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Agency rejection of bids as nonresponsive because of uncertainty as to the identity of the actual bidder is proper where bids were submitted by an entity that certified itself as both a joint venture and a corporation. Its mistake in the Clean Air and Water certification and an erroneous Qualified Products/List test number in its bid because none of these matters affected the bidder's material obligations under the solicitation and thus were not matters of responsiveness. Agency's failure to notify unsuccessful bidder promptly after award is a procedural defect that does not affect the validity of the contract award. Which according to the protester is a joint venture of Syllor. The protester was the low bidder for two of the line items.

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B-234723, B-234724, Jun 6, 1989

PROCUREMENT - Sealed Bidding - Bid guarantees - Responsiveness - Contractors - Identification DIGEST: 1. Agency rejection of bids as nonresponsive because of uncertainty as to the identity of the actual bidder is proper where bids were submitted by an entity that certified itself as both a joint venture and a corporation, used the Data Universal Numbering System (DUNS) number and employer identification number of a corporation, and referred to a joint venture agreement between two corporations. PROCUREMENT - Contractor Qualification - Responsibility/responsiveness distinctions PROCUREMENT - Sealed Bidding - Bids - Minor deviations - Acceptability 2. Agency properly waived awardee's failure to provide information as to its status as a manufacturer, its mistake in the Clean Air and Water certification and an erroneous Qualified Products/List test number in its bid because none of these matters affected the bidder's material obligations under the solicitation and thus were not matters of responsiveness. PROCUREMENT - Sealed Bidding - Contract award notification - Procedural defects 3. Agency's failure to notify unsuccessful bidder promptly after award is a procedural defect that does not affect the validity of the contract award.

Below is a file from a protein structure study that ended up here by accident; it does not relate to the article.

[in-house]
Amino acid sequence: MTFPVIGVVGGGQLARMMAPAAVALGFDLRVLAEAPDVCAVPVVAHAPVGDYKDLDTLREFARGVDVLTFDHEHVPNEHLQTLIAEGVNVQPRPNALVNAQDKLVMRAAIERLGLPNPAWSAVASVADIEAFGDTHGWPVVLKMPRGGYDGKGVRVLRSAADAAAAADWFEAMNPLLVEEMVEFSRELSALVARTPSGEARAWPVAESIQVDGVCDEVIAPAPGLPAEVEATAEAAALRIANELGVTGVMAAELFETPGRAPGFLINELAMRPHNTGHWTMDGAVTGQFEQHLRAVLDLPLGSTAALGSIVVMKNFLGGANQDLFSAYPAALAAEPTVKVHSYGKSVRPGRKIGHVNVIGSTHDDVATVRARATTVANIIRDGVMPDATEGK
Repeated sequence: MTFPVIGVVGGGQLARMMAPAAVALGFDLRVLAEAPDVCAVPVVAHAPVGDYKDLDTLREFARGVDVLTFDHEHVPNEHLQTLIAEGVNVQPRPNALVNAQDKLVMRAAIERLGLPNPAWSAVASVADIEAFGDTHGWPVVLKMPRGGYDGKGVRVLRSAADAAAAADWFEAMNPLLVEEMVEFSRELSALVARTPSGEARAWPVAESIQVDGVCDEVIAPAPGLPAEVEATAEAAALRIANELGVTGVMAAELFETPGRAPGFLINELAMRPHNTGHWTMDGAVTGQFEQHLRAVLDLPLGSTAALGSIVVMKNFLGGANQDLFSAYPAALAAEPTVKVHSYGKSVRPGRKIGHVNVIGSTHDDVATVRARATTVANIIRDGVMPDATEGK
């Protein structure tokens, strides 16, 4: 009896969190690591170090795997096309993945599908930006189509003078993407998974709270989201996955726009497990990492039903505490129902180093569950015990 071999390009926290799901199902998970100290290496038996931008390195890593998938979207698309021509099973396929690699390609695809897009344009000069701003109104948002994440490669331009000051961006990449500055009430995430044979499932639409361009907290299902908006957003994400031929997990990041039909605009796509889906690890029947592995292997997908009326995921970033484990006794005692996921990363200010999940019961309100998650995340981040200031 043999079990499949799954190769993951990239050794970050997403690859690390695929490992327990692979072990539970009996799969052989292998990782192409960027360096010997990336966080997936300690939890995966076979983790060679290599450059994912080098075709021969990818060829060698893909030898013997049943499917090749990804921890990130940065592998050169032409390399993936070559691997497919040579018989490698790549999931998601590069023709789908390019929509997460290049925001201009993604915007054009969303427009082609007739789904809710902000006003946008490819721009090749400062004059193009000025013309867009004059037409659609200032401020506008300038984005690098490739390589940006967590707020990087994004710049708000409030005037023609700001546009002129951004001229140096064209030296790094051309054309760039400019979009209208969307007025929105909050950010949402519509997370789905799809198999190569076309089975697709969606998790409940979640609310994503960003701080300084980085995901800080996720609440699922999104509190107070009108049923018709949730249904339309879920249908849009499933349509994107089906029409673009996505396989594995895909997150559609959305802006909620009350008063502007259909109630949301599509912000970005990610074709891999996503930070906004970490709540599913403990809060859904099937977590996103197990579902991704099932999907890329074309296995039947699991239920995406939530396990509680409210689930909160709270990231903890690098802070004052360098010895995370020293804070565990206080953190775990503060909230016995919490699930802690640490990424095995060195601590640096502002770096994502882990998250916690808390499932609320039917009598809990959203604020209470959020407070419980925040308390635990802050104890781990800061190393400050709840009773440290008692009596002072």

Syllor, Inc. and Ease Chemical:

Syllor, Inc./Ease Chemical, which according to the protester is a joint venture of Syllor, Inc. and Ease Chemical, protests the rejection of its bids and the award of contracts to any other bidder under invitation for bids (IFB) Nos. DLA400-88-B-3875 (IFB -3875) and DLA400 89-C-0286 (IFB - 0286) both issued by the Defense Logistics Agency.

We deny the protest.

On July 12, 1988, the agency issued IFB -3875 for various quantities of lubricating oil. The solicitation provided for multiple awards and contained four line items corresponding to four different delivery locations. Three bidders responded by the August 31 opening date. The protester was the low bidder for two of the line items.

IFB -0286 was issued on October 17 for various quantities of tetrachloroethylene. This solicitation also provided for multiple awards and contained four line items. Bid opening was November 16 and seven firms responded. The protester was the low bidder for all four items.

The contracting officer for IFB -3875 made an initial determination of nonresponsibility based on a negative preaward survey conducted on both Syllor and Ease under a prior solicitation. Since the protester certified that it was a small business the agency referred the matter to the Small Business Administration (SBA) for review under its certificate of competency procedures. According to the agency, as a result of inquiries from the SBA about the nature of the relationship between the two firms, it reviewed the protester's bid again. The contracting officer then determined that the bid was ambiguous concerning the bidder's legal status and identity and rejected the bid as nonresponsive.